Hockey Hooliganism: When Fans Run Amok
everly Best was in a Montreal brasserie with some friends after the game Monday night, when discussion turned to mobs and their mentality.
An expert on fan behavior, Best wondered aloud what it is about sports that makes people go crazy or violent, "other than the fact that everyone is drunk."
As she and her friends spoke, hockey rioters ran amok downtown after the Montreal Canadiens beat the Boston Bruins to end a seven-game playoff series.
"I'm from Vancouver, so I remember a time (in 1994) when the Canucks were in the playoffs," said Best, a communications specialist who teaches at Concordia University's sociology department.
"The Canucks lost the Stanley Cup (to the New York Rangers) and there were these same kind of events: a lot of vandalism, a lot of breaking things and turning over cars."
But the riot Monday night followed a win, not a loss. Why would that upset anyone cheering for the Habs?
Even she can't quite figure it out.
"This can't just be about hockey. It has to be symbolic of something else. There has to be some other source, some other feeling of dissatisfaction that can't be expressed in an everyday way. It's a form of dissent."
Attacking the police is a way to take on authority, a way to get back at a system some people - especially young people - feel oppressed by, Best said.
Two other factors contributed to the hooliganism, she added. One was the mild weather: "We had a really long winter, and people are just pent up and want to get out." The other was the mass media.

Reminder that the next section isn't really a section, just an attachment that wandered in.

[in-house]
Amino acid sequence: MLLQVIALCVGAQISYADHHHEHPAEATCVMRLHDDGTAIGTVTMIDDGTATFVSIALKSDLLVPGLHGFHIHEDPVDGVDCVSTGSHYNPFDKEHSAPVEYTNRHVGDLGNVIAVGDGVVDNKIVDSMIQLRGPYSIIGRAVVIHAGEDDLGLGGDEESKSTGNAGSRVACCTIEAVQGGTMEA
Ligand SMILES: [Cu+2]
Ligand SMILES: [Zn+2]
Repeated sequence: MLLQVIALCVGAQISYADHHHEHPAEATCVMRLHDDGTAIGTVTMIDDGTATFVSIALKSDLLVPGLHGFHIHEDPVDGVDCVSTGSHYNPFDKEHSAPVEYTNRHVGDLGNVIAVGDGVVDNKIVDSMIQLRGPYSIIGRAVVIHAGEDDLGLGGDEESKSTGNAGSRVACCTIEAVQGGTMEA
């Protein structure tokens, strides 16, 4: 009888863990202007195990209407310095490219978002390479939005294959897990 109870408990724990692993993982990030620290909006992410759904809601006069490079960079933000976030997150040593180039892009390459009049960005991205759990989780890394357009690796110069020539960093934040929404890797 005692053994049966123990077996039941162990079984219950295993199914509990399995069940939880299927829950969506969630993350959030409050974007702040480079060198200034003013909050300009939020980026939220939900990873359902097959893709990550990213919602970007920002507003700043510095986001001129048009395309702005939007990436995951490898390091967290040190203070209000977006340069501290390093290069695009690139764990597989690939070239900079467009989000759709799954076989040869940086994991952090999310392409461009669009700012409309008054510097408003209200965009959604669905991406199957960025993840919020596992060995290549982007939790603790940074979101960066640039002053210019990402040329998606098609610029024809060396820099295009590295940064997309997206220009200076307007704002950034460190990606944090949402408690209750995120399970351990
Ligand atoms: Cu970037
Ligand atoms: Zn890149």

"The moment after a big win is one of the rare times when the spotlight is on you, the fan. After a game, where are the reporters and the cameras going to be? Outside the arena," she said.
"It's almost as if they're setting the stage and saying, you know, 'Here you go, we're going to be watching you, what do you have to say?' And what they had to say was kicking over mailboxes, turning over cars, torching things and breaking shop windows."
The game itself contributes, too, she added. "Sports are all about adrenaline and jumping up and yelling and chanting - all that is part of the ritual."
What Montreal saw Monday night was like "a perfect storm, in a way," said Best, who watched the game in a brasserie on Mont-Royal Blvd. E. with her friends.
"It was a perfect occasion for things to escalate. There was a winding-up of emotion throughout the game, a ramping-up and ramping-up until the end, and then comes the release. And what's released is aggression, anger, frustration.
"It doesn't have anything to do with winning or losing. What's being expressed transcends the game."
VIDEO: Habs Fans Riot After 1st Round Victory Over Bruins